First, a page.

“The Tyranny of Rents”: Housing Prices
In the nineteenth century – as now – New York City was among the most expensive housing markets in the nation, and lodging costs were another perennial cause of distress.
|A New York family is evicted c.1910; Image courtesy Library of Congress|
“Perhaps there is no more certain index of the prosperity of people of all classes,” a real estate expert wrote in the aftermath of the financial panic of 1873, “than may be found in the amounts paid by them for house-rents.” The recession had affected everyone, even the wealthiest residents. Affluent families who had formerly paid $5,000 a year in rent moved to homes that cost $2,000. A four-story brownstone on Madison Avenue near 25th Street that had rented for $6,500 before the crash was going for half as much in 1875.
By the start of the twentieth century, a prosperous young couple just starting out in life could expect to spend $27 a month for “good, airy, though small, apartments.” But – a society advice columnist warned – it didn’t pay to go lower than that. “Your American cannot go much under $20 a month,” she explained, without coming down to a type of apartments as odoriferous of soap suds and cabbage as the east side is of onions.”
The poorer residents of the city had long discussed “the tyranny of rents” in a far more dire tone. On average, they paid $10 a week for housing in the early 20th century “The poor may buy less food and suffer more,” explained a City official. “But there is no escape from rent. They must pay the rent or be turned out.”
When rents soared too high, working families organized mass rent strikes: refusing to pay exorbitant rates and demanding reductions and rent controls. In 1907 – at the height of the movement – hundreds of women paid house calls to encourage others to withhold payment; as a result fifty thousand families refused to pay, and thousands won reductions from anxious landlords.
|Women discussing a rent strike on New York's East Side c.1910; Image Courtesy Library of Congress|
“What is a Fair Living Wage?”: Calculating the Cost of Living
Journalists, social scientists, and philanthropists spent decades examining these conditions and postulating solutions. Attempts to tabulate and quantify the “cost of living” were made in an effort to establish a fair living wage.
In 1881, experts estimated that $1,000 a year – the starting salary for a policeman at the time – could support a family in New York. A decade later, in 1892, the Wall Street Journal tallied typical wages, reporting that bakers earned $12.25 for a six-day week. Blacksmiths, machinists, carpenters, and other tradesmen averaged between $12 and $18. Unskilled laborers brought home a scant $10.50. None of these trades, in other words, was bringing in enough income to approach the $1,000-a-year mark that reformers had recommended.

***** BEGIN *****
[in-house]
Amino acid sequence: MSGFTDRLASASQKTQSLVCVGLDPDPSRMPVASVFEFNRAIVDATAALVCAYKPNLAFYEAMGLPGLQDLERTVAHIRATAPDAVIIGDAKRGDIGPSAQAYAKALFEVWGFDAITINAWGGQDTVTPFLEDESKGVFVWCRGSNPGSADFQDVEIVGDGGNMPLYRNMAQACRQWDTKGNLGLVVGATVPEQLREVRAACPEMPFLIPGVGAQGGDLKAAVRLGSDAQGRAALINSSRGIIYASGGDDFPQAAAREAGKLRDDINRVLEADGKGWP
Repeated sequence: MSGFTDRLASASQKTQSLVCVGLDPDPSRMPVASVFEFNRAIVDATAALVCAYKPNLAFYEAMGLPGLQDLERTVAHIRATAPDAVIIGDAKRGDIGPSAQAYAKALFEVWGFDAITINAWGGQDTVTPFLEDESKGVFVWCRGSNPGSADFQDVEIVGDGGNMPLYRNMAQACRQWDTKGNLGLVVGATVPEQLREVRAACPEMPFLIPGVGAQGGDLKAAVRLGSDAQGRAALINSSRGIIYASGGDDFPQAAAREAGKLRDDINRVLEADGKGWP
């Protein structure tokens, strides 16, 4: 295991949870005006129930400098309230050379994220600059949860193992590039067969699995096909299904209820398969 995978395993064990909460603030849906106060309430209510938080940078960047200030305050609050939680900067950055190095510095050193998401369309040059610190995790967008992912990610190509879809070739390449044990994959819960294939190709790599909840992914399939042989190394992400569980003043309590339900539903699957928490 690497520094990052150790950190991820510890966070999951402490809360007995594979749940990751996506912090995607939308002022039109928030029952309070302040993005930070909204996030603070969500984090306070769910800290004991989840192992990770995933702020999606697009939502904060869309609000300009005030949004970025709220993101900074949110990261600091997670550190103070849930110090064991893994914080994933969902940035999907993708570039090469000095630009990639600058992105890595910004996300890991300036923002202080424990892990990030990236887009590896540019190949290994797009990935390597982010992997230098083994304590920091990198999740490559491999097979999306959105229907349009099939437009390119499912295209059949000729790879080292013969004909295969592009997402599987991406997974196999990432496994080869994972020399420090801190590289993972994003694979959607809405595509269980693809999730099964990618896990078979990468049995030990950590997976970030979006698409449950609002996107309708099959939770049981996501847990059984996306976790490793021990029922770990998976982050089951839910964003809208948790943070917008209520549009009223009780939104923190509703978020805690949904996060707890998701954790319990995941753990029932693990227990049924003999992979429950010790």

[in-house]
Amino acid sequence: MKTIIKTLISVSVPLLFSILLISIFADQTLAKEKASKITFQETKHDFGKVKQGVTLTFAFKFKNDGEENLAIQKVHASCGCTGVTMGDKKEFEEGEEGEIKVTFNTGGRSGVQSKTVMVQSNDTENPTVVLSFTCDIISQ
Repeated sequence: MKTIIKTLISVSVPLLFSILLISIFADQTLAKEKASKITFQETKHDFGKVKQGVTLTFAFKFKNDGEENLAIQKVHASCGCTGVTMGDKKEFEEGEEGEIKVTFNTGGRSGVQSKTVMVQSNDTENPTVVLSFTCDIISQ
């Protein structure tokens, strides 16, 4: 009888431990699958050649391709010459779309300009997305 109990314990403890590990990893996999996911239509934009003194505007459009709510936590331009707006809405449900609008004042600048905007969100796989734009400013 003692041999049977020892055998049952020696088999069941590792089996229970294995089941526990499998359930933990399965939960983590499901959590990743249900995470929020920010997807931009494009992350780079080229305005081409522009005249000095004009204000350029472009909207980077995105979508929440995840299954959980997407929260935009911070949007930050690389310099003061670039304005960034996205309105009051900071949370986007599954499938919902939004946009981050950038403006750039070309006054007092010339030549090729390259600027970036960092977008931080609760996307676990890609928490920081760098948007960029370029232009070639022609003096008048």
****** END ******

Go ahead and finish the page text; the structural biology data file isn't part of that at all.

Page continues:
Although male breadwinners continuously demanded wages high enough to support their families, that ideal was far from reality. Working-class wives had to work. A Bureau of Labor report revealed them “engaged in 842 different callings, including the making of artificial flowers, awnings and tents, bookbinding, cigars, printing offices, etc.” Of course, the wages for laboring women were less than those of their male counterparts. The national average in 1889 was measured at $5.24 a week, but most women earned less. Housemaids were paid about $4 per week; manufacturers of artificial flowers made $3.25; and the starting salary for workers at the Triangle Shirtwaist Factory was $1.50.
|At work making cigars c.1909; Image Courtesy New York Public Library|
In 1902, the New York Bureau of Labor Statistics decided that $520 a year was the lowest income to allow for subsistence, though that was “hardly adequate.” This was too meager, replied a spokesman for organized labor, who suggested that even $600 was “insufficient to maintain a proper standard of living in New York City.” In 1914, the New York Times estimated that “an income of between $1,100 and $1,200 is probably necessary for an average family to maintain unaided a normal standard of living … and proper conditions of family life.” By then, however, the average wage for men had fallen to $10.17 a week.
Despite building codes and pure-food laws, the general plight of the city’s people seemed to be getting steadily bleaker. In 1912, the head of New York’s largest charity organization remarked, “if the cost of living increases without a corresponding increase in earnings, the term ‘poor’ must embrace a larger group each year.”
The metropolis had made enormous progress in half a century. “The great transit system of the three boroughs has annihilated distance,” a reporter wrote in 1907, “so that houses twelve miles away from City Hall are nearer to it in point of time than were Brooklyn dwellings three miles distant a dozen years ago.” Rising into the ranks of the middle class no longer seemed like an outright impossibility as second- and third-generation immigrants began to move from the Lower East Side to Upper Manhattan and the outer boroughs. But for the laboring majority, the basic equation of income and expenditures remained depressingly consistent. In 1913 as in 1863, New York City was still a challenging place to feed a family and make a home.
-- Posted by Thai Jones